123 East Franklin St, Chapel Hill, NC (map)

  • I will be in the theater lobby at 6:15 to meetup with our group for the film. Dinner details – location and time TBD but likely at 5pm and within walking distance to theater.
  • Vegan Night Out comes to Chapel Hill, NC!

    Whether you are vegan, transitioning to veganism, or just veggie-curious, enjoy vegan dinner and a movie with this fun community event. First, enjoy special discounts and offerings of vegan fare at local restaurants from 4-7 PM. (More details on participating restaurants will be forthcoming; once the list of participating restaurants is known, I will post the dinner location and time.)

    Then, join us for the FREE North Carolina premiere of the film The Ghosts in Our Machine.

    Where: Varsity Theatre, 123 E. Franklin St., Chapel Hill. Time: Film starts at 7 PM; lobby opens at 6:30 PM for free vegan food, door prizes, literature, and more!
    I will be in the lobby at 6:15 to meet up with our group participants
    Cost: FREE

    Wherever you are on your journey towards a vegan lifestyle, Vegan Night Out will help you experience the power of vegan community and positive energy.

    This event is hosted by Triangle Chance For All – E-mail them at [masked] if you have any questions or for additional information.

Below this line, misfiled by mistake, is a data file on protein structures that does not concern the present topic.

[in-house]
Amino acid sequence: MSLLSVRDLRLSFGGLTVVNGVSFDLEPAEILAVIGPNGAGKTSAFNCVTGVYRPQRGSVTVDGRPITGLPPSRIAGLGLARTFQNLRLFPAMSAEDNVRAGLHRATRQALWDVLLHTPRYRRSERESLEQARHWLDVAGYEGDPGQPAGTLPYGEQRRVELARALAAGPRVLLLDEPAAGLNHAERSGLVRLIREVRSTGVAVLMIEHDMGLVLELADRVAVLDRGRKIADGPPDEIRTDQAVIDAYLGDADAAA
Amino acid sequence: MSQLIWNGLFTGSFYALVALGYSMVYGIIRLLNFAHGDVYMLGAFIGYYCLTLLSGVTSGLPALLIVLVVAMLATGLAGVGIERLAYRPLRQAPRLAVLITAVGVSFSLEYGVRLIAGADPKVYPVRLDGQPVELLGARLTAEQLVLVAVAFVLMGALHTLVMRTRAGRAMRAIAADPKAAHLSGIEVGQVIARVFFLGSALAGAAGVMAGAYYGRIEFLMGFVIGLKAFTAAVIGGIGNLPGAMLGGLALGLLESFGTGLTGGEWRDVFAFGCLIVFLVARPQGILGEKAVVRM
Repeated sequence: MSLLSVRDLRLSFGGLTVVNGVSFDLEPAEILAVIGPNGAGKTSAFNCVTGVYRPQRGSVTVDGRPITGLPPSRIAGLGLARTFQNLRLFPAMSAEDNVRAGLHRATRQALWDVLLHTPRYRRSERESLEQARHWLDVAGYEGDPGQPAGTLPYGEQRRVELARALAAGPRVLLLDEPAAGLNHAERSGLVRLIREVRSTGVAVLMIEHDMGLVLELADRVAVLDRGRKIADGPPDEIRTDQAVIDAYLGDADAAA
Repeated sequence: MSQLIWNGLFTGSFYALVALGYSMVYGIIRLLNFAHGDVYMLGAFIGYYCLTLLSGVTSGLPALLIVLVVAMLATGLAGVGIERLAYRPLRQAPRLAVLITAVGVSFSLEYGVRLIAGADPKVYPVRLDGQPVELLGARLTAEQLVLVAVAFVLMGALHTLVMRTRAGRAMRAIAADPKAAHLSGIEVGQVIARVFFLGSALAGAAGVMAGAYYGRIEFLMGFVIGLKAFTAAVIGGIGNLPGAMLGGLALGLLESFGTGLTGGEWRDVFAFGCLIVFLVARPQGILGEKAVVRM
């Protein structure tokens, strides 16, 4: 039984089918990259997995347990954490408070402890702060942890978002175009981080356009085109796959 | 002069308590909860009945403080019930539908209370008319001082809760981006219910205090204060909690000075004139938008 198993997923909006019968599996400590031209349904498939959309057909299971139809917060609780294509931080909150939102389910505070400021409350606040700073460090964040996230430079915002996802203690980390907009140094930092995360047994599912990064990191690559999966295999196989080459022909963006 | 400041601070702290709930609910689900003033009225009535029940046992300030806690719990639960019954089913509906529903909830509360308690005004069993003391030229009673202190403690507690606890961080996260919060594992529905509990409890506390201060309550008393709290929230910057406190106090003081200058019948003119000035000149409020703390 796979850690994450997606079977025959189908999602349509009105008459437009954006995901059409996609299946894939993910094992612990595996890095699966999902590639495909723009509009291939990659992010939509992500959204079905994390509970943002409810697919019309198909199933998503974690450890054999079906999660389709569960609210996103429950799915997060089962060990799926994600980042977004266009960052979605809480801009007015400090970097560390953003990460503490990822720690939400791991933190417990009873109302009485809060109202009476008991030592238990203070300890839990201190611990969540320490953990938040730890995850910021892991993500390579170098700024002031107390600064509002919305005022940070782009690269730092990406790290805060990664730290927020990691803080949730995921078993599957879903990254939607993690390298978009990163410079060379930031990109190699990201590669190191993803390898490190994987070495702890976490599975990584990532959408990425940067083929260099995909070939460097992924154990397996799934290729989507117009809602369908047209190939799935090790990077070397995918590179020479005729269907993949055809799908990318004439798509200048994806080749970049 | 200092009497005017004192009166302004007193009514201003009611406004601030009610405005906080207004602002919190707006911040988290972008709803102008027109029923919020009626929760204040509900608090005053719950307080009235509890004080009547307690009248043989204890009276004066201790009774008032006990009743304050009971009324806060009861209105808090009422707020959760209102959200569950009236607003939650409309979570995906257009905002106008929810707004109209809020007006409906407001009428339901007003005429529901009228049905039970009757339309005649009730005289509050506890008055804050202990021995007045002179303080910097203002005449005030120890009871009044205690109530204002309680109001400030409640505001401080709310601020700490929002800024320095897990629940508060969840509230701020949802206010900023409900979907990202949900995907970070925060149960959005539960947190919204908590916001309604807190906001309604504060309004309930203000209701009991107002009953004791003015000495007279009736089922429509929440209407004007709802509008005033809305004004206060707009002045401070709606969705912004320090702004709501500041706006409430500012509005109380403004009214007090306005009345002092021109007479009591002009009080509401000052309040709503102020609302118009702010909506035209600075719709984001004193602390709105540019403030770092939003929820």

Protesters Storm VT Statehouse

from Earth First! Newswire

Following the North East Regional Climate Justice Gathering/ The Make more than 200 people accompanied by the Rude Mechanical Orchestra and the Bread and Puppet Theater marched through the Statehouse on August 11 demanding a moratorium on new fossil fuel infrastructure and proposed budget cuts. Currently under construction is a pipeline that would bring fracked gas from Alberta to service a paper mill in New York state.  State Street, one of the main thoroughfares in Montpelier, was blocked for two hours by the procession after exiting the Statehouse. No arrests were made.


Gulf of Mexico Dead Zone Now the Size of Connecticut

Originally posted on Don Lichterman:

We Need To Move Away From allowing these private oil companies to continue the Drilling In OUR Oceans (I assume Everyone Gets that our Gulf’s and Sea’s are part of what our the “Oceans” BTW).

Wiki pic – Natural Society

oil spill gulf 263x165 Horrific: Gulf of Mexico Dead Zone Now the Size of ConnecticutThe BP oil spill in the Gulf of Mexico is mostly to blame for the dead zone’s growing size in the Gulf. Scientists now say that the dead zone is the size of Connecticut – a startling 5,052 square miles. The dead zone started forming, though, in our own backyards.

A joint NOAA-EPA statement announced that scientists supported by the agencies have mapped the oxygen-poor dead zone between July 27 and August 2, 2014. This is within the predicted area that was forecast of between 4,633 and 5,708 square miles based on NOAA models.

How do we contribute to the dead zone? Phosphorous and nitrogen fertilizers, pesticides, and other chemicals that we use to encourage…

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WNC hearing scheduled on draft fracking rules

by Anna Oakes

The N.C. Mining and Energy Commission recently agreed to hold a public hearing on proposed fracking regulations in Western North Carolina, in addition to three previously scheduled hearings in the Piedmont.